Saving A Child’s Innocence (Final)

•September 25, 2010 • Leave a Comment


In today’s society, some parents are willing to do almost anything to help their child become an “up-and-coming celebrity.” They want to promote their children and give them every opportunity they can to be the next Miley Cyrus or Justin Bieber, so they sign them up for dance classes, singing lessons, pageants, modeling, and numerous other activities that may lead them to fame. While being involved in an activity is great for a child, when does the strong “encouragement and support” offered by their parents and mentors turn into child exploitation? Children are often encouraged and rewarded for participating in events that are exploiting them and their sexuality. In competitive dance, they are applauded for wearing skimpy costumes and dancing in a manner that is much to old for them; in glitz pageants, they are made over into something they are not and then ranked according to this “false” beauty; and in modeling, many children are asked to pose in some sort of sexual manner to “highlight” their innocence or maturity and take them one step ahead of the competition. The children are forced to grow up way to quickly because of their parents’ dreams. These parents have taken so strongly to living through their children that they are willing to risk everything, including their child’s innocence, for their own personal gain. Because of this, children have learned that exploiting themselves and their sexuality is the only way to experience success and fulfill their dreams.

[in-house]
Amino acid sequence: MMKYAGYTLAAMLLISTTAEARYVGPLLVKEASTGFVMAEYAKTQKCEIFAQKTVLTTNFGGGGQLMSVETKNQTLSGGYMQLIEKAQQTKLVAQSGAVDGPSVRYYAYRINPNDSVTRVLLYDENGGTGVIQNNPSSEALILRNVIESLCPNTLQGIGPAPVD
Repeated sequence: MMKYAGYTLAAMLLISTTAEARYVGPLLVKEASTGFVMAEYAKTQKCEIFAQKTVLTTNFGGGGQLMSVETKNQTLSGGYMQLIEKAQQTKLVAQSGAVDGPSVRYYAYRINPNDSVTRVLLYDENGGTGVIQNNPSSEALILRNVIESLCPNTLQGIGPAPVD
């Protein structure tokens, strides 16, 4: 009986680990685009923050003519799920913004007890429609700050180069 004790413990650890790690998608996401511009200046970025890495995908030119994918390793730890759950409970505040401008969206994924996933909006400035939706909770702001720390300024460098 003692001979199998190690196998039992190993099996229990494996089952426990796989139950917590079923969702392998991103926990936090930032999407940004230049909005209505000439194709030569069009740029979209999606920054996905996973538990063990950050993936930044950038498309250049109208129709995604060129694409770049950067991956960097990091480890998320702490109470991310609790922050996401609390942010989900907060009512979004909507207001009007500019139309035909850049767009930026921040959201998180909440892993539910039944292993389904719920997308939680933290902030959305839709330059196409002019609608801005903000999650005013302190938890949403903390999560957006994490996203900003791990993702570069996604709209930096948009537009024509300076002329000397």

The tragedies of child exploitation can be found everywhere: movies, magazines, and especially, the internet. A prime example of this occurred in May of 2010 when a YouTube video of seven-year olds performing an inappropriate dance to “Single Ladies” was aired on national television.   People could not understand how any parent would allow their child to dance so provocatively while wearing such inappropriate clothing. It was something that disturbed them so greatly that many referred to it as child pornography, but this kind of dancing is now accepted in the competitive dance world. Many parents, teachers, and competitions encourage such dancing because they think it’s “too cute” to see their little girls dancing in such a manner, and it helps them to win. In addition to that, those parents who strongly protest against such things are often viewed as being troublesome and sometimes prohibited from participating in the competitive program. How sad is it that such an innocent hobby has turned into one of the main sources of child exploitation? Dance teachers should be more than capable of training their dancers and providing them with routines and costumes that are age appropriate and support a positive message. Dance is supposed to a positive hobby that encourages children to set goals and teaches them self confidence, not one that forces negative attention and mixed messages upon its participants. These girls could be forever scarred because of the attention this dance routine received. Can you imagine them going to school and be interrogated by their fellow classmates about why they were on the news and why they were dancing in such a manner? They would have no idea how to respond. They have been continuously encouraged and rewarded for doing the exact same routine at multiple dance competitions, so why would it become an issue now? In addition to emotional scarring the response to this routine could have caused, it could also have a negative affect on their future. There have been many adults in today’s society who have either been denied a job or fired because of something that took place in their past. This dance video could forever follows these innocent girls, but because their parents and mentors willingly exploited them, they can do nothing about it.